(Reuters) - Children face a growing risk from “button” batteries, according to a U.S. study showing a near doubling of emergency room visits in the past two decades as the objects can cause electrical or chemical burns if swallowed.
Most of those emergency room trips are due to coin-shaped batteries that have become ubiquitous in toys, remote controls and hearing aids and represent a shiny temptation to curious toddlers, according to a study in Pediatrics, the journal of the American Academy of Pediatrics.
“Button” batteries carry extra risks, experts said, because they can send an electrical current through esophageal tissue, eventually even burning a hole in the trachea or the esophagus - without children showing any signs of immediate injury.
“If a child swallows a button battery, the parent might not see it happen and the child might not have symptoms initially - and the clock is ticking,” said Gary Smith, head of the Center for Injury Research and Policy at Nationwide Children’s Hospital in Columbus, Ohio, one of the authors of the study.
“We’ve seen children in less than two hours have severe, severe injuries from button batteries getting caught in the esophagus.”
Using a nationally-representative sample of about 100 U.S. hospitals with 24-hour emergency rooms, Smith and his colleagues calculated that more than 65,000 children under age 18 had a battery-related emergency visit between 1990 and 2009.
The rate of those injuries almost doubled during the study period, from about four children for every 100,000, to between seven and eight per 100,000.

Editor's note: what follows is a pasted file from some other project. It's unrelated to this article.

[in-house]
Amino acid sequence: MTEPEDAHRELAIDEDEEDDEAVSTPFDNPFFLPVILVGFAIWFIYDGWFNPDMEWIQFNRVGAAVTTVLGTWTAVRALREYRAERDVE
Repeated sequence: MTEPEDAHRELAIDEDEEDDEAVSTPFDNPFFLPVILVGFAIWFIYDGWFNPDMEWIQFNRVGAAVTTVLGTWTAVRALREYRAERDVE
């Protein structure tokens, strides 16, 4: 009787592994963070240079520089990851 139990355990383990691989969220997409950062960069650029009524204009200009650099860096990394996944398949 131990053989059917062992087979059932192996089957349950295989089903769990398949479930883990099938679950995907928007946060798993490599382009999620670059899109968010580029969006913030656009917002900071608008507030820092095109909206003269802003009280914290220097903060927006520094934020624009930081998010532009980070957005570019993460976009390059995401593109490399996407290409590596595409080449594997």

That’s probably due to more and more household electronics, hearing aids and toys using button batteries, rather than the previous cylindrical batteries, with more than 80 percent of all emergency room visits involving button batteries.
“They’re shiny, they’re small and children explore things developmentally with their mouth - if they don’t know what something is, they put it in their mouth,” said Nicholas Slamon, a pediatrician who has treated battery-related injuries at Nemours/Alfred I. DuPont Hospital for Children in Wilmington.
There are a few ways button batteries can cause injury, he added. They can lodge or wedge in the esophagus and push on its walls, or they can leak acid if the casing around the battery is eroded.
But the most common fear is that they can create an electrical current flowing through tissue, even if they don’t have enough juice to power a remote control anymore.
Slamon and colleagues see several children a year who need emergency surgery to retrieve a battery from the throat, nose or ear. But only a small number of visits, about eight percent, require such serious intervention.
Experts agreed that parents should make sure all compartments on battery cases are screwed in or taped shut and dead batteries should be thrown into the bottom of the trash where children are unlikely to find them, Slamon added.
“The real way to prevent these (emergencies) is to prevent the event from happening in the first place,” Smith said. “If (parents) suspect something, they need to get to the hospital and get an X-ray done immediately.”
Reporting from New York by Genevra Pittman at Reuters Health; Editing by Elaine Lies and Ed Lane